In the 1980s and 1990s Medellín was one of the most dangerous cities in the world. Violence, kidnappngs, bombings and terror were commonplace then, as Pablo Escobar ran his drug empire from here. I first came to Colombia in 1999, but gave Medellín a wide berth. In the last decade or so it has been working hard to shrug off its unenviable reputation. But has it succeeded? I spent a week exploring the city seeing for myself.
Medellín has a wonderful location in a valley surrounded by mountains. It reputedly has an eternal spring-like climate. I was looking forward to a Mediterranean Spring, but unfortunately got a cloudy, grey and rainy English Spring.
Despite several reports in guidebooks that Medellín is now completely safe to visit, I had been warned about staying in the city centre as it can be very sketchy after dark. So I stayed in the neighbourhood of El Poblado, a safe area a few kilometres south of the centre with good restaurants and where most traveller accommodation is to be found.
I ventured into the centre on my first day and found it to be rather unappealing. The rain didn’t help, but there are almost no old buildings and the atmosphere is distinctly edgy. There are, however, some great statues in Plaza Botero by famous artist Fernando Botero as well as in the Museo de Antioquia.
I don’t mind a bit of urban grit and didn’t feel particularly ill at ease, but I just didn’t like the energy or atmosphere. There were probably more down and outs and drug addicts on the streets than I’ve seen anywhere. Obviously, the city suffered hugely from lack of investment during the time of the cartels and is now slowly taking back control of previously no-go areas, but it still has a long way to go.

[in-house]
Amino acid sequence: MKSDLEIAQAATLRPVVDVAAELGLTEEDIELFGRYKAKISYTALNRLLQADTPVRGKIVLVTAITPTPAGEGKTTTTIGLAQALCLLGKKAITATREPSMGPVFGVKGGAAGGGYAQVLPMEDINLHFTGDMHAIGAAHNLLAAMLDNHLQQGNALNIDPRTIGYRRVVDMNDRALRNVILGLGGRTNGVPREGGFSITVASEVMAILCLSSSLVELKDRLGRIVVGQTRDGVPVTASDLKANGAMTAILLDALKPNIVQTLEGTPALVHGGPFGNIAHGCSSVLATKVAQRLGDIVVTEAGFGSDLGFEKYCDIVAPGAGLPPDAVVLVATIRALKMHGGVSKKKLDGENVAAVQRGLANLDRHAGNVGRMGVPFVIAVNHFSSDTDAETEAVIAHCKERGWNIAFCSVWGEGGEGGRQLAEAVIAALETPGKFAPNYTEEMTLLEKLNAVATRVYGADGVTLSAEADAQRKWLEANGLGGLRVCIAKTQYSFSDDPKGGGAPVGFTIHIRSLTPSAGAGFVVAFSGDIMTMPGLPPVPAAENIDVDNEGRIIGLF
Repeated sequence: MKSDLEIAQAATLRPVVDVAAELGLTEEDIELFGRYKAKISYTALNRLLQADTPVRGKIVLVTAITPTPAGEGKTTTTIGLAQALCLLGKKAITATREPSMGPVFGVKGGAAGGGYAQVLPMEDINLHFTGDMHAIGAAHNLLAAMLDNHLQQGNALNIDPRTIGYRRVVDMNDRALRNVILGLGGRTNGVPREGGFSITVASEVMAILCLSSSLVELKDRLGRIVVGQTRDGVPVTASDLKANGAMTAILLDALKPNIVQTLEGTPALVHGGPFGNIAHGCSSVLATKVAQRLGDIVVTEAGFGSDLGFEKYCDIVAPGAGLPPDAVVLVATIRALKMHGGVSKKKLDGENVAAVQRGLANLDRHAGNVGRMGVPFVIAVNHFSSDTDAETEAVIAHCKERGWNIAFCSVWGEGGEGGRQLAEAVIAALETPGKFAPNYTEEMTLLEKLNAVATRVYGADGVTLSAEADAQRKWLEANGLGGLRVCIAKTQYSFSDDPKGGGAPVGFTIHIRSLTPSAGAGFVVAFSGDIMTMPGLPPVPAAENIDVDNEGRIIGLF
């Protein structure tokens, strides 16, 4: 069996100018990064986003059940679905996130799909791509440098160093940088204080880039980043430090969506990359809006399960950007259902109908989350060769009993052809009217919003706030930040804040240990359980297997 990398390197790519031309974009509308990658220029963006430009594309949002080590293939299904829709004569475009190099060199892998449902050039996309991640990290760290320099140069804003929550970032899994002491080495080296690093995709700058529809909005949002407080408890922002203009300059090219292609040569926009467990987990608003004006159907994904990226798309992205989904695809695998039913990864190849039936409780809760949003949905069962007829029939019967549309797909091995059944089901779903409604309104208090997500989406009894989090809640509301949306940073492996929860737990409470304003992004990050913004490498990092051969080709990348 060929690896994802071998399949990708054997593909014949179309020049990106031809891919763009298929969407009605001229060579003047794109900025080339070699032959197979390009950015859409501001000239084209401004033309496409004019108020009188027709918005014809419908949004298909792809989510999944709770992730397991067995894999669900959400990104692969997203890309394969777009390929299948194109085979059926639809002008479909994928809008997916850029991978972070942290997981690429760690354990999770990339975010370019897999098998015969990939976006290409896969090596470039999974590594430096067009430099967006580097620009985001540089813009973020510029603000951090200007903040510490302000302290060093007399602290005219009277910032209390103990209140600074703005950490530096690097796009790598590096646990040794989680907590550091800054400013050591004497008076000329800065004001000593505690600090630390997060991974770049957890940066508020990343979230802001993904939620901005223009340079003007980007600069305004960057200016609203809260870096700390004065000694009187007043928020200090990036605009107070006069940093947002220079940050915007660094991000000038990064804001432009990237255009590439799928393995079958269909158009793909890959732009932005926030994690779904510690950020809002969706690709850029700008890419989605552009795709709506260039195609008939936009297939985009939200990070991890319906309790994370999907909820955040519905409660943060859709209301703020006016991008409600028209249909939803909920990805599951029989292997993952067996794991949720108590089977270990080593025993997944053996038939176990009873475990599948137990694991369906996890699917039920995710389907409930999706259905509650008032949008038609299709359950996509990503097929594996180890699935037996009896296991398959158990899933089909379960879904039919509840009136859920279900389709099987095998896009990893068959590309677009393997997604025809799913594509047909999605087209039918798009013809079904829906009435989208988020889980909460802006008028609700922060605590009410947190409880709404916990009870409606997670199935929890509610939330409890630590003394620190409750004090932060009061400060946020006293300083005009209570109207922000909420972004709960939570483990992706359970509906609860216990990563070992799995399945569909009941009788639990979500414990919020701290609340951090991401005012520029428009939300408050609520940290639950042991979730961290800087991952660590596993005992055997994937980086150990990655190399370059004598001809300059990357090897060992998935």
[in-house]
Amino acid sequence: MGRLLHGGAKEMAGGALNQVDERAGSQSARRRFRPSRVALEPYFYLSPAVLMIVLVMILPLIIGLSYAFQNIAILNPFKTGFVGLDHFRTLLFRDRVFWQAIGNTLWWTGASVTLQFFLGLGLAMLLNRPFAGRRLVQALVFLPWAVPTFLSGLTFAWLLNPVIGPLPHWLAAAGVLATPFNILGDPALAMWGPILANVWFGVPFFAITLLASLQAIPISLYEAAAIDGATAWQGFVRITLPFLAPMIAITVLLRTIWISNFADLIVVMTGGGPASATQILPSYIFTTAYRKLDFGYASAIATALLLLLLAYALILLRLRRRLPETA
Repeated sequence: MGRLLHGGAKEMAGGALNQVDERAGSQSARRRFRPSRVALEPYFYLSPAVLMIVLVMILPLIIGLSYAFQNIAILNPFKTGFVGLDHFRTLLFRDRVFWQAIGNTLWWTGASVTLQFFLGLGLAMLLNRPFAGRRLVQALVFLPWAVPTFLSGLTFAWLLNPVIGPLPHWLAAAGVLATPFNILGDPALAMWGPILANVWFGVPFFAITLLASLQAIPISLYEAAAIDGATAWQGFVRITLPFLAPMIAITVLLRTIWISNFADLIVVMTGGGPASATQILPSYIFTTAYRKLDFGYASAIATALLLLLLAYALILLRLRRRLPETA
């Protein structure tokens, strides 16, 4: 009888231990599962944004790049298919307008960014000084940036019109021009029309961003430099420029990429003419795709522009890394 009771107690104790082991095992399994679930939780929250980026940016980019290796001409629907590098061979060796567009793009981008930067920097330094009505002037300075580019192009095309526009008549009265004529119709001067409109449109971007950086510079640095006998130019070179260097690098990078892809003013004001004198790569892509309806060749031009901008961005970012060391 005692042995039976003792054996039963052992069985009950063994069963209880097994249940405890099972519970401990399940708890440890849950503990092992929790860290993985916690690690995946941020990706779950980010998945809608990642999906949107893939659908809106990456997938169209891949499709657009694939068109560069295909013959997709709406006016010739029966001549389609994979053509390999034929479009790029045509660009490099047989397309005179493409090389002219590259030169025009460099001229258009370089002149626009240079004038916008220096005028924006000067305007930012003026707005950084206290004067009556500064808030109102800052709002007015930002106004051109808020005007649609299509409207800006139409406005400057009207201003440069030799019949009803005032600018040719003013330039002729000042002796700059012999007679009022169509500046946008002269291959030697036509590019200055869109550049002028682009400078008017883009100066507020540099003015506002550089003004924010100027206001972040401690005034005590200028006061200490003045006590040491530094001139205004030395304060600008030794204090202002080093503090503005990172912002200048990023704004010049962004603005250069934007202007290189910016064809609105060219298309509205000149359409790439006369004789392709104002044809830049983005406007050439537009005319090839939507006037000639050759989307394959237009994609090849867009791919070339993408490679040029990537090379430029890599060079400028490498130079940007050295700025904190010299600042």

The next day I went on a walking tour organised through Real City Tours, which put the city into context with Colombia’s history and was really fascinating. Our guide, Julio, told us how he remembers being woken up as a child by an explosion in the street which blew out the windows of his house.The city was basically a war zone, so it’s hardly surprising it’s taking a while for the city to regenerate.
The metro is a symbol of the city’s rejuvenation, however, as are the new cable cars which link some of the poorer parts on the hills above the city with the districts below in the valley. They are a tourist attraction in themselves and I took two of them to reach Parque Arví. There are several walks you can do, but you have to go in a group. Not only that, but at one point on the Laguna walk which I did, two mounted policewomen accompanied us. Clearly they were there for a reason.
A great trip out of the city is to Guatapé, a town by a huge artificial lake, famous for its colourful frescoes adorning its houses. Just outside the town is a huge rock, the Piedra de Peñol, you can climb for extensive views over the area. It’s just under two hours by bus, so it’s possible to do it as a day trip, although I wish I’d stayed overnight. There’s also a great Indian restaurant, Donde Sam, which makes the trip worth doing just for the curry alone.
Medellín is a city which is drawing travellers. Everyone I have spoken to has either been or plans to go. To be honest, I can’t see the huge attraction. It’s pleasant enough and it’s fascinating to learn more about the history, but there are more interesting cities in the world. The centre is just not somewhere I’d want to spend a lot of time and hanging out in the tourist ghetto of El Poblado has limited appeal for me. I’m now looking forward to getting out into the surrounding countryside which is home to countless coffee farms.